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Non-Review Review: The Suicide Squad

The Suicide Squad is a stunning piece of blockbuster cinema.

There’s an understandable urge to treat The Suicide Squad as something of an outlier, particularly in the modern wave of big superhero blockbusters. After all, this is an R-rated blockbuster about a bunch of super-villains populated largely be characters that few people will recognise, let alone care about, and which exists in something of a strange continuity limbo away from the rest of the shared continuity. It is darkly funny, bitterly bleak, and decidedly uninterested in things like brand synergy. It is a sequel to a maligned film from a director now best known for his work with a rival studio and a rival property.

Squad goals.

Looked at from a certain angle, The Suicide Squad must seem as alien as the monster that rampages through the film’s third act – a space oddity that fell to Earth. However, this just makes it all the more remarkable that writer and director James Gunn has managed to fashion all of this into a thrilling and spectacular piece of blockbuster cinema that understands the appeal and the potential of the superhero genre without forsaking its own distinct perspective and while delivering on everything that a well-made populist blockbuster should.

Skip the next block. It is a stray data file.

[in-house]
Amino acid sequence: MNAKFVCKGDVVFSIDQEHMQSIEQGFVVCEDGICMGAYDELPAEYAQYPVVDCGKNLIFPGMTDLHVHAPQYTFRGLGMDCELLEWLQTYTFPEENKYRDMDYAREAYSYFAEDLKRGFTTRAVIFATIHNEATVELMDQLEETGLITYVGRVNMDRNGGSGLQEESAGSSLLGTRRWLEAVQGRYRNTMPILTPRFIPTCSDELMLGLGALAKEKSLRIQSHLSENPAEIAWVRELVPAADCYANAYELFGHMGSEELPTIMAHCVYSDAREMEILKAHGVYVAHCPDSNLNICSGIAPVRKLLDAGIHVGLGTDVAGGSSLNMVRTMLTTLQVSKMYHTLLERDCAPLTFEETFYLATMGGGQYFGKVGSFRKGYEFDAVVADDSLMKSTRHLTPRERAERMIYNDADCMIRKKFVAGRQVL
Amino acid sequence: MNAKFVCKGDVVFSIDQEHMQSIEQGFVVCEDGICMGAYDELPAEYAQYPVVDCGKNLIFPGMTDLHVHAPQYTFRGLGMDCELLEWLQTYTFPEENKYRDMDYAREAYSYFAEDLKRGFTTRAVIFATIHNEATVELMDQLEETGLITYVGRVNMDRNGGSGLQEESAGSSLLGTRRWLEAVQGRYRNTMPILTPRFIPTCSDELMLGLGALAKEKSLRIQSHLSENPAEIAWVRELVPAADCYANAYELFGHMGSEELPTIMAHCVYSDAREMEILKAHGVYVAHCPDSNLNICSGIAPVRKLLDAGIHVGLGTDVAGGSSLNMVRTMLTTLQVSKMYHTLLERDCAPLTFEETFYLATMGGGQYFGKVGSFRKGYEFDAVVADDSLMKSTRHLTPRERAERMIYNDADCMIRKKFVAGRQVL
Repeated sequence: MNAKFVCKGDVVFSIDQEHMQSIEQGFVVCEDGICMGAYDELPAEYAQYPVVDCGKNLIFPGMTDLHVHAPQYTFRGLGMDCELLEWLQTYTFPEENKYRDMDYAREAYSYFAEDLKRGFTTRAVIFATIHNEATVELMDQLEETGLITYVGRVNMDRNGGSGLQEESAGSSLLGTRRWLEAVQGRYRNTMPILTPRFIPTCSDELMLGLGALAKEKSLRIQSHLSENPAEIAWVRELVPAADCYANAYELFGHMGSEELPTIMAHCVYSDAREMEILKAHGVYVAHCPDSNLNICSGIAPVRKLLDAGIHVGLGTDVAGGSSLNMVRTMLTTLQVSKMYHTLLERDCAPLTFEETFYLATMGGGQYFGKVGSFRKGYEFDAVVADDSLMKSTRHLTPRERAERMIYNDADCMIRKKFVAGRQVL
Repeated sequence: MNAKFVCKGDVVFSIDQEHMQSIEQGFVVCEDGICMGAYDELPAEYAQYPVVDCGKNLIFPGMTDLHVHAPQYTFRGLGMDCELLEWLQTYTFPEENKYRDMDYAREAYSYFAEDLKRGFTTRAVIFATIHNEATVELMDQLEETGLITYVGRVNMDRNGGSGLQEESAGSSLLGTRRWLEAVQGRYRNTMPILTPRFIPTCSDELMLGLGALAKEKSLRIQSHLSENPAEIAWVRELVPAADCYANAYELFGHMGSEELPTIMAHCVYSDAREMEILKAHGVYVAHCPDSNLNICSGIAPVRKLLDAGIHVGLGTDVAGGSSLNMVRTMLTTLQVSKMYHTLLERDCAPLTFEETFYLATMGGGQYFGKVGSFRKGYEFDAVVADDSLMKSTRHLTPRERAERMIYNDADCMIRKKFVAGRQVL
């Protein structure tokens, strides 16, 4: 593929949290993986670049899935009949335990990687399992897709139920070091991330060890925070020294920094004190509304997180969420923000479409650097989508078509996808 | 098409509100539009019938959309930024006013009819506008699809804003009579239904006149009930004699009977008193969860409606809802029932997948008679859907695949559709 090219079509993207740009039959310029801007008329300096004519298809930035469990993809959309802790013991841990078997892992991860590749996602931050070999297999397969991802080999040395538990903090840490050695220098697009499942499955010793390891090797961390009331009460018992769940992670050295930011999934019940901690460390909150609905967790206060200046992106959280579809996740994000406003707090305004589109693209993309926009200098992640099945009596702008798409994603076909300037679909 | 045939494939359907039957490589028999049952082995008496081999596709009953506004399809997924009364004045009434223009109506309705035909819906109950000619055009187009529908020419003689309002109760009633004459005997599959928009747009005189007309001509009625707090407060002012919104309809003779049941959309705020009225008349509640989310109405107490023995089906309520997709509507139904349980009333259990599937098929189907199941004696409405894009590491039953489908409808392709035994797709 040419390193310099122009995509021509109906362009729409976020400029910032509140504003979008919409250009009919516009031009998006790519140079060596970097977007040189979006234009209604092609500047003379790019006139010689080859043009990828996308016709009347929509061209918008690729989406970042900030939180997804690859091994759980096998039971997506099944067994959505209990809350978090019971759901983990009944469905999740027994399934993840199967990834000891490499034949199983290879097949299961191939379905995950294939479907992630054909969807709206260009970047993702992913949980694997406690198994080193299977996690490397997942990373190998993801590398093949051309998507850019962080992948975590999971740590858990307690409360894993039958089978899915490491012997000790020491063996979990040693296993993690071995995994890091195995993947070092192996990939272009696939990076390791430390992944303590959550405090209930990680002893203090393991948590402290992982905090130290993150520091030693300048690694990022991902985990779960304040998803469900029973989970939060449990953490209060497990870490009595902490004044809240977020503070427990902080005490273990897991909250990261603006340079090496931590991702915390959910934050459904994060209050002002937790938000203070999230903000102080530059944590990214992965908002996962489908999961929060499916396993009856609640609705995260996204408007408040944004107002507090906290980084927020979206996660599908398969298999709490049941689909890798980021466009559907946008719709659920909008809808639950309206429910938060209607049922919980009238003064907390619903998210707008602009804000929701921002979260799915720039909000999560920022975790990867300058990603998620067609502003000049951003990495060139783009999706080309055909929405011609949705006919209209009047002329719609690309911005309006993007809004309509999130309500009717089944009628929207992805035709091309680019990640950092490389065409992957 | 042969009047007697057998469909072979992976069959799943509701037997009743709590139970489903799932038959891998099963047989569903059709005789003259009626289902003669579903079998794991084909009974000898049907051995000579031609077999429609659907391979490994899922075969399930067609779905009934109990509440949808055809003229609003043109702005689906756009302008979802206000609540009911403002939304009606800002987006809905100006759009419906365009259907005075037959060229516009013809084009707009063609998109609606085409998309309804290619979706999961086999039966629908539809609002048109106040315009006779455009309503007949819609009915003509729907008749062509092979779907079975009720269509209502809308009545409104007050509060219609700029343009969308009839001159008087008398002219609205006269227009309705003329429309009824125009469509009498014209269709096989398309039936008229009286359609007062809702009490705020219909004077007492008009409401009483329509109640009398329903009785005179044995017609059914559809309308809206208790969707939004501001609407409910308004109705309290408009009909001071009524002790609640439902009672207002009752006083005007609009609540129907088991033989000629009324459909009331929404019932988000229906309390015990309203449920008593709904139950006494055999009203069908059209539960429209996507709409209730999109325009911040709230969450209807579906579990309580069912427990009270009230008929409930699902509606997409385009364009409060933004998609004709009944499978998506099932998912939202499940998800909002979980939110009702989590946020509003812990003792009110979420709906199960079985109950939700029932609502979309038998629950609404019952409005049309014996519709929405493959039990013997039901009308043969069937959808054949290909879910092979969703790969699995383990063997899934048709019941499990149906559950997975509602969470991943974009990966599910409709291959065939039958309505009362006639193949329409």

There are very few superhero movies that are put together like The Suicide Squad. That’s their problem.

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Non-Review Review: The Peacemaker

It’s interesting to look back at George Clooney’s early road to movie stardom. Indeed, the actor’s first leading roles seem like movies that really should have been star-making turns, but just weren’t. There’s obviously his portrayal of Bruce Wayne in Batman & Robin, a performance not quite as bad as the film around it, but there’s also his roles in films like The Peacemaker. The Peacemaker also was the first film released under Spielberg’s Dreamworks company, and it’s hardly an auspicious début. It’s not that The Peacemaker is a bad film. It’s a very well made, and the production values are excellent.

However, the problem is the premise itself, the plotting, the pacing and the script. The Peacemaker feels like it really wants to be a Tom Clancy thriller, and it really wants us to accept George Clooney as a more dynamic Harrison Ford. Unfortunately, it feels like all the plot points, characters and motivations all came second-hand. There isn’t one thing here that hasn’t been done before, and done better, and those parts aren’t even assembled in an especially original way.

The name’s Clooney. George Clooney.

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